I'm self-studying the book Introduction to Applied Linear Algebra – Vectors, Matrices, and Least Squares

Below is an excerpt from the book:

Independence-dimension inequality. If the $n$-vectors $\vec{a_1}, \cdots, \vec{a_k}$ are linearly independent, then $k\leq n$. In words:

A linearly independent collection of $n$-vectors can have at most $n$ elements.

Put another way:

Any collection of $n+1$ or more $n$-vectors is linearly dependent.

Proof of independence-dimension inequality. The proof is by induction on the dimension $n$.First consider a linearly independent collection $\vec{a_1}, \cdots, \vec{a_k}$ of $1$-vectors. We must have $\vec{a_1}\neq 0$. This means that every element $\vec{a_i}$ of the collection can be expressed a multiple $\vec{a_i}=(\vec{a_i}/\vec{a_1})\vec{a_1}$ of the first element $\vec{a_1}$. This contradicts linear independence unless $k=1$.

Next suppose $n\geq 2$ and the independence-dimension inequality holds for dimension $n-1$. Let $\vec{a_1}, \cdots, \vec{a_k}$ be a linearly independentg list of $n$-vectors. We need to show that $k\leq n$. We partition the vectors as

$$ \vec{a}_i= \begin{bmatrix} \vec{b_i} \\ \alpha_i \end{bmatrix}, \qquad i = 1, \ldots, k, $$ where $\vec{b_i}$ is an $(n-1)$-vector and $\alpha_i$ is a scalar.

First suppose that $\alpha_1 = \cdots = \alpha_k=0$. Then the vectors $\vec{b_1}, \cdots, \vec{b_k}$ are linearly independent: $\sum_{i=1}^k\beta_i\vec{b_i}=0$ holds if and only if $\sum_{i=1}^k\beta_i\vec{a_i}=0$, which is only possible for $\beta_1 = \ldots = \beta_k =0$ because the vectors $\vec{a_i}$ are linearly independent. The vectors $\vec{b_1}, \ldots, \vec{b_k}$ form a linearly independent collection of $(n-1)$-vectors. By the induction hypothesis we have $k\leq n-1$, so certainly $k \leq n$.

Next suppose that the scalars $\alpha_i$ are not all zero. Assume $\alpha_j\neq 0$. We define a collection of $k-1$ vectors $\vec{c_i}$ of length $n-1$ as follows:

$$ \vec{c_i} = \vec{b_i} - \frac{\alpha_i}{\alpha_j}\vec{b_j}, \qquad i = 1, \ldots, j-1, \qquad \vec{c_i}=\vec{b_{i+1}} - \frac{\alpha_{i+1}}{\alpha_j}\vec{b_j}, \qquad i = j, \ldots, k-1 $$

These $k-1$ vectors are linearly independent: If $\sum_{i=1}^{k-1} \beta_i \vec{c_i}=0$ then

\begin{equation} \tag{1}\label{eq:1} \sum_{i=1}^{j-1}\beta_i \begin{bmatrix} \vec{b_i} \\ \alpha_i \end{bmatrix} + \gamma \begin{bmatrix} \vec{b_j} \\ \alpha_j \end{bmatrix} + \sum_{i=j+1}^k \beta_{i-1} \begin{bmatrix} \vec{b_i} \\ \alpha_i \end{bmatrix} =0 \end{equation}

with $$ \gamma = -\frac{1}{\alpha_j}(\sum_{i=1}^{j-1}\beta_i\alpha_i + \sum_{i=j+1}^k \beta_{i-1}\alpha_i). $$

Since the vectors $\vec{a_i}=(\vec{b_i}, \alpha_i)$ are linearly independent, the equality $\eqref{eq:1}$ only hold when all the coefficients $\beta_i$ and $\gamma$ are all zero. This in turns implies that the vectors $\vec{c_i}, \cdots, \vec{c_{k-1}}$ are linearly independent. By the induction hypothesis $k-1 \leq n-1$, so we have established that $k \leq n$.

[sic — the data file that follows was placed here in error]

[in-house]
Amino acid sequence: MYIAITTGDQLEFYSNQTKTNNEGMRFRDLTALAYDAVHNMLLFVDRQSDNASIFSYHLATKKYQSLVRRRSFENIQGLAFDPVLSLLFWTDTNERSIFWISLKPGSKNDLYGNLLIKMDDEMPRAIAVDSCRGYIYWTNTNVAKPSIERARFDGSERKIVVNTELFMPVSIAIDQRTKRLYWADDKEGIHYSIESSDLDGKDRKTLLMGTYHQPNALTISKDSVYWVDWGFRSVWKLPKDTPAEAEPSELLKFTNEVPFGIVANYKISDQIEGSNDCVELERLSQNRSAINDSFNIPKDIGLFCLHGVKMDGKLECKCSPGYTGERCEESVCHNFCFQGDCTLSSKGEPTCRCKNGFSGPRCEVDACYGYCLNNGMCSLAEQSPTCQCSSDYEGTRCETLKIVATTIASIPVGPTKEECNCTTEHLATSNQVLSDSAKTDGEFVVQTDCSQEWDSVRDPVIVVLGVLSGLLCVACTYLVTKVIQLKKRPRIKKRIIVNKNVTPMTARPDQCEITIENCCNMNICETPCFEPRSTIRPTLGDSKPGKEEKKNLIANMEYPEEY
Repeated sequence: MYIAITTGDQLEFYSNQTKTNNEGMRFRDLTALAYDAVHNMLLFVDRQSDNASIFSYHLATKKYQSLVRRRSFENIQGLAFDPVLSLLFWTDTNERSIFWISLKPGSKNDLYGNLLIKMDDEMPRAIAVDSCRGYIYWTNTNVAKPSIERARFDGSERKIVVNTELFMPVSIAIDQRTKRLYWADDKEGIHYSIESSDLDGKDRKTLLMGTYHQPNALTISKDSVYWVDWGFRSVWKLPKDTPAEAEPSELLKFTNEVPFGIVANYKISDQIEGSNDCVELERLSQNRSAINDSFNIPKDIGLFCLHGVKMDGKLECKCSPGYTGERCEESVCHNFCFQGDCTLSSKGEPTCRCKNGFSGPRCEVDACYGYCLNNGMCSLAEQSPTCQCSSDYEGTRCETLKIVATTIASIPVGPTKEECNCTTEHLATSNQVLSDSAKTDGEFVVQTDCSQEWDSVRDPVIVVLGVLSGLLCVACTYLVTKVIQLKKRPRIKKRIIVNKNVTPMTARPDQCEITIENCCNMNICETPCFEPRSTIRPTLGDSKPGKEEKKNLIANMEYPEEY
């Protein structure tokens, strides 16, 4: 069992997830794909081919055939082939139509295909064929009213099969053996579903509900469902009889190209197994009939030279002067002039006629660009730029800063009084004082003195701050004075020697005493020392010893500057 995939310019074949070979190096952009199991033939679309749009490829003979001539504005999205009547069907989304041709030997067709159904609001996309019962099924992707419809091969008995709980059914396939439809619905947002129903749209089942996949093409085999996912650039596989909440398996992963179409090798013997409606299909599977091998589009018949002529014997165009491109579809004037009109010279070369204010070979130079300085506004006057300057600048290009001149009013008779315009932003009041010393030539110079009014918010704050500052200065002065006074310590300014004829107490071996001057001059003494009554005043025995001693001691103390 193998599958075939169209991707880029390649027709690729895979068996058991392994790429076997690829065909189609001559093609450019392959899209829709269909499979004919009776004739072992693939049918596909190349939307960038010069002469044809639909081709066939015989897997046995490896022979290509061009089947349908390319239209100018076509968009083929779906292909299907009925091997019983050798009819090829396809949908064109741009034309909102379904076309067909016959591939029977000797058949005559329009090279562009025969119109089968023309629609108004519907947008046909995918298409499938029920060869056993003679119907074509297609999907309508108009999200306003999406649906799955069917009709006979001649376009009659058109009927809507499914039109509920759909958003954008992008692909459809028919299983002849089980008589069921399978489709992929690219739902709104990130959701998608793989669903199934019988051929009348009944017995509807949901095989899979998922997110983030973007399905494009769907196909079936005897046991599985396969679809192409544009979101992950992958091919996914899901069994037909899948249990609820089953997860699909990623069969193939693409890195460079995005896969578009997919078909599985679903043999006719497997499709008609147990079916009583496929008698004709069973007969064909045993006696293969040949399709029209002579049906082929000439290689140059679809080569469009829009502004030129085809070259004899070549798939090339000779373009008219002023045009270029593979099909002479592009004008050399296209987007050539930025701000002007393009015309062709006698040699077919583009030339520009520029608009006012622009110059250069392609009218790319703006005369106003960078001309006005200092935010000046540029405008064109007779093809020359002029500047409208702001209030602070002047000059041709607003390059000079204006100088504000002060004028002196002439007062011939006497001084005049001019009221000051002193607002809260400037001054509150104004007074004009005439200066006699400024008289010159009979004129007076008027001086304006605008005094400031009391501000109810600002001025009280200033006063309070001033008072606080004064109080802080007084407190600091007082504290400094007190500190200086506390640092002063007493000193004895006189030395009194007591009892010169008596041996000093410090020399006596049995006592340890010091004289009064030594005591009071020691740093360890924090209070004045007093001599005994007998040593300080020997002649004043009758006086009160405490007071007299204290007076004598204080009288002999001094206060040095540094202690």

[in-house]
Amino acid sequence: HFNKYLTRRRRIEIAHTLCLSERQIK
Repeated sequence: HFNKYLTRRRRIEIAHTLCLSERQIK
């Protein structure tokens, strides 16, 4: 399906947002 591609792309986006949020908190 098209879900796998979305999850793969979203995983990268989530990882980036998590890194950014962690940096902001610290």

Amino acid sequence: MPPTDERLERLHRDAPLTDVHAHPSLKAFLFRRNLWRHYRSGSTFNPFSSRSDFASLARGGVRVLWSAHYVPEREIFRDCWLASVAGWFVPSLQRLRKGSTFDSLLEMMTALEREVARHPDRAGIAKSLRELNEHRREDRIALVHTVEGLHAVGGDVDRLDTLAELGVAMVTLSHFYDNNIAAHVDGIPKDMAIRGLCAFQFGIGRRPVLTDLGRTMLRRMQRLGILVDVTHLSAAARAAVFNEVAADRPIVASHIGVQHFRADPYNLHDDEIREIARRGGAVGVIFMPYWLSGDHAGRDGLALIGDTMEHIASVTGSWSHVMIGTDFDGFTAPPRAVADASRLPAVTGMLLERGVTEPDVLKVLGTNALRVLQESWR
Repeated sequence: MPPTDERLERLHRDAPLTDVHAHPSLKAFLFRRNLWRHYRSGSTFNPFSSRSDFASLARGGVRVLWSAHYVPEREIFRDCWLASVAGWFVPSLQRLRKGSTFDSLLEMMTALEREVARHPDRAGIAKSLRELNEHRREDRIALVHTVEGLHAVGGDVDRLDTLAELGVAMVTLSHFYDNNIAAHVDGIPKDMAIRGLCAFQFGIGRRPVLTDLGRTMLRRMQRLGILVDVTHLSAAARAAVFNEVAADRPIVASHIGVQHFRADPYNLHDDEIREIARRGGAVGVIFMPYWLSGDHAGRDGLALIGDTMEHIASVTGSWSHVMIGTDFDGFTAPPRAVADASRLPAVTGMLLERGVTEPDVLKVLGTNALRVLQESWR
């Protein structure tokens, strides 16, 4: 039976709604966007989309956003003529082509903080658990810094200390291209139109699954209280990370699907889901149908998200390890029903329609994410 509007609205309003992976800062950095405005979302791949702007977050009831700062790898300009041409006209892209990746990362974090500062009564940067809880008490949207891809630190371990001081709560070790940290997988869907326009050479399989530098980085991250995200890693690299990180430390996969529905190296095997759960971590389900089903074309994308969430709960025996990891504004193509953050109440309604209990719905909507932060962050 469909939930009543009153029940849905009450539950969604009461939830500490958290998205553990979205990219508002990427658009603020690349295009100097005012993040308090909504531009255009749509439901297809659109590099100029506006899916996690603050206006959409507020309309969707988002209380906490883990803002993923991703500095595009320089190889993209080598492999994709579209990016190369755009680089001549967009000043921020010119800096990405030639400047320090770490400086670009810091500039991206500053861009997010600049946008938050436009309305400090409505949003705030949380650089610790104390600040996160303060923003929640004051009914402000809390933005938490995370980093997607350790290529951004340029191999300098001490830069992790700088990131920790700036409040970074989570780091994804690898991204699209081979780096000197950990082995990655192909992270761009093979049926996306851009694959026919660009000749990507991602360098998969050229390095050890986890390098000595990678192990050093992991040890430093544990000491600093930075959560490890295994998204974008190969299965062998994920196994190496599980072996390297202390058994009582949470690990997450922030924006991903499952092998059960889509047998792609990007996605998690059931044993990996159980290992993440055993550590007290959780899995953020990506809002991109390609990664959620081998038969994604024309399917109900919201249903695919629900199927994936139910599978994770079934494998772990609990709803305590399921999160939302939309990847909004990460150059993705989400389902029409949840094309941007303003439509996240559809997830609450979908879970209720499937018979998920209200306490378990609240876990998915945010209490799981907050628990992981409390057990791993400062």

My Question:

After reading some times, the ideas of the proof in my understanding:

  • First prove Independence-dimension inequality holds for $n$-vectors when $n=1$
  • Then proves when $n>=2$ if Independence-dimension inequality holds for $n-1$-vectors, then it holds for $n$-vectors

I stuck with part 2. How the equation $\eqref{eq:1}$ comes from? Especially about the $\gamma$.


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If $\sum_{i=1}^{k-1}\beta_i\vec{c}_i=0$, then we have

$$\sum_{i=1}^{j-1}\beta_i\vec{c}_i + \sum_{i=j}^{k-1}\beta_i \vec{c}_i=0$$

Then we have from definition of $\vec{c}_i$,

$$\sum_{i=1}^{j-1}\beta_i\left(\vec{b}_i-\frac{\alpha_i}{\alpha_j}\vec{b}_j\right) + \sum_{i=j}^{k-1}\beta_i \left(\vec{b}_{i+1}-\frac{\alpha_{i+1}}{\alpha_j}\vec{b}_j\right)=0$$

By shifting index by a place in the second sum, we have

$$\sum_{i=1}^{j-1}\beta_i\left(\vec{b}_i-\frac{\alpha_i}{\alpha_j}\vec{b}_j\right) + \sum_{i=j+1}^{k}\beta_{i-1} \left(\vec{b}_{i}-\frac{\alpha_{i}}{\alpha_j}\vec{b}_j\right)=0$$

Let's explicitly write out the $\vec{b}_j$ term clearly,

$$\sum_{i=1}^{j-1}\beta_i \vec{b}_i-\frac1{\alpha_j}\left(\sum_{i=1}^{j-1}\beta_i\alpha_i + \sum_{i=j+1}^{k}\beta_{i-1} \alpha_{i}\right)\vec{b}_j + \sum_{i=j+1}^{k}\beta_{i-1}\vec{b}_i=0$$

We let the coefficient of $\vec{b}_j$ be known as $\gamma$,

Hence $\gamma = -\frac1{\alpha_j}\left(\sum_{i=1}^{j-1}\beta_i\alpha_i + \sum_{i=j+1}^{k}\beta_{i-1} \alpha_{i}\right)$ and we have

$$\sum_{i=1}^{j-1}\beta_i \vec{b}_i+\gamma\vec{b}_j + \sum_{i=j+1}^{k}\beta_{i-1}\vec{b}_i=0\tag{2}$$

Also check that

\begin{align}&\sum_{i=1}^{j-1}\beta_i \alpha_i+\gamma\alpha_j + \sum_{i=j+1}^{k}\beta_{i-1}\alpha_i\\&=\sum_{i=1}^{j-1}\beta_i \alpha_i -\frac1{\alpha_j}\left(\sum_{i=1}^{j-1}\beta_i\alpha_i + \sum_{i=j+1}^{k}\beta_{i-1} \alpha_{i}\right)\alpha_j + \sum_{i=j+1}^{k}\beta_{i-1}\alpha_i=0 \tag{3}\end{align}

Equation $(1)$ is just concatenation of equation $(2)$ and equation $(3)$.

The expression might seems cryptic to you, what we usually do in developing proof is something called working backward, that is on a draft paper, we construct the expression of $\gamma$ from equation $(3)$ first.


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